By Dana Siefkes Lewis

Jan. 28, 2023

In South Dakota, corn production generates more than $4 billion in total value for the state and remains a key driver of our ag economy. Historically, we have celebrated how this level of productivity among our corn growers makes them leaders in both feeding and fueling the world. The ethanol industry today purchases approximately 60% of all the corn grown in the state, which makes the dozens of ethanol plants across South Dakota critical to maintaining strong commodity prices and land values in the years to come.

However, the simple truth is that agricultural markets rarely remain stable and likely face even greater fluctuations than most other industries. That’s certainly been true for ethanol producers in recent years who confronted small refinery waivers that artificially removed billions of gallons of demand from the marketplace and a global health pandemic that dramatically reduced the number of people traveling. Based on those experiences, we can no longer afford to stand still and hope for the best. Instead, it is important to find new ways to make investments today that adequately prepare us for the future and take advantage of emerging economic opportunities.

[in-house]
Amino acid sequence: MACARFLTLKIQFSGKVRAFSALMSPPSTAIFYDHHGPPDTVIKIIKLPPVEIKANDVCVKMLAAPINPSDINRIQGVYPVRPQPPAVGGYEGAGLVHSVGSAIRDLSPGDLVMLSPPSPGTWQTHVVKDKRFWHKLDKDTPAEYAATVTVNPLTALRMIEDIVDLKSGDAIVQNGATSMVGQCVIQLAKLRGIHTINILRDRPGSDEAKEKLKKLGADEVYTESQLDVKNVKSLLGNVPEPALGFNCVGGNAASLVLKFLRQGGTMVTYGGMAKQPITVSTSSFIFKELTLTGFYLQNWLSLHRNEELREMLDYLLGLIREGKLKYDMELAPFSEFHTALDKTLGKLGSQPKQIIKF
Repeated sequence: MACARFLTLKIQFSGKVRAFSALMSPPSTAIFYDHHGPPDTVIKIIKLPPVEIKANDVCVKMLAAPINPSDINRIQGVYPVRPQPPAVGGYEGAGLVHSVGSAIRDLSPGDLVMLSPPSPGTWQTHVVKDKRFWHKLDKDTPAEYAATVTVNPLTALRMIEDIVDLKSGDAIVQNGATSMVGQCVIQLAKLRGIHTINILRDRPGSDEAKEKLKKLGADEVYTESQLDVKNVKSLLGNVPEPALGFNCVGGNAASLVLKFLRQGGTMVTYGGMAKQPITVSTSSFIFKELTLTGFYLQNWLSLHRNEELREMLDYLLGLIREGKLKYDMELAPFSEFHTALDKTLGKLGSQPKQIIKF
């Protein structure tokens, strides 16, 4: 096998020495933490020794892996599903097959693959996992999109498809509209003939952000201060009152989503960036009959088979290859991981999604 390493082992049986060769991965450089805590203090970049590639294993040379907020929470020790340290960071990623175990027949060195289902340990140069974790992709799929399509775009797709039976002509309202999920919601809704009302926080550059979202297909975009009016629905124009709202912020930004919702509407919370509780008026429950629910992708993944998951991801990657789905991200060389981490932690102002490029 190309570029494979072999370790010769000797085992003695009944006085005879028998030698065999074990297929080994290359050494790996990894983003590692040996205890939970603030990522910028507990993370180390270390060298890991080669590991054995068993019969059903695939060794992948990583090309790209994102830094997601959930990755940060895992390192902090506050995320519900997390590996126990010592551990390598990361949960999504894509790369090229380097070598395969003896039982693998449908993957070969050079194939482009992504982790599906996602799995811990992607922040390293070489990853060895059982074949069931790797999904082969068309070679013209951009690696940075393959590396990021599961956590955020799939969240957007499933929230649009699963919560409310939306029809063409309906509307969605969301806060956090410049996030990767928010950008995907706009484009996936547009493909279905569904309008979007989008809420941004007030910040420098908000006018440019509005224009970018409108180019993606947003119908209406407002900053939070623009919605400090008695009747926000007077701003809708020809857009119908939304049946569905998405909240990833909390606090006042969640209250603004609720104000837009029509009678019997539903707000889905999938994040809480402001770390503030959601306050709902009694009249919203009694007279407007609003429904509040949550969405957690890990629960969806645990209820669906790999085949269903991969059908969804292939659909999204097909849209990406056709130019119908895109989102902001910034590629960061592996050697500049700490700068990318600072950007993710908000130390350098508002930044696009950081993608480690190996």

That’s why virtually every ethanol plant in South Dakota has joined a carbon capture, transportation and storage project. I believe I have a unique perspective on this trend. For nearly two decades, I was the Chief Administrative Officer for Redfield Energy, plus had the privilege of serving as President of the South Dakota Ethanol Producers Association and an executive committee member of the Renewable Fuels Association, a national industry association.

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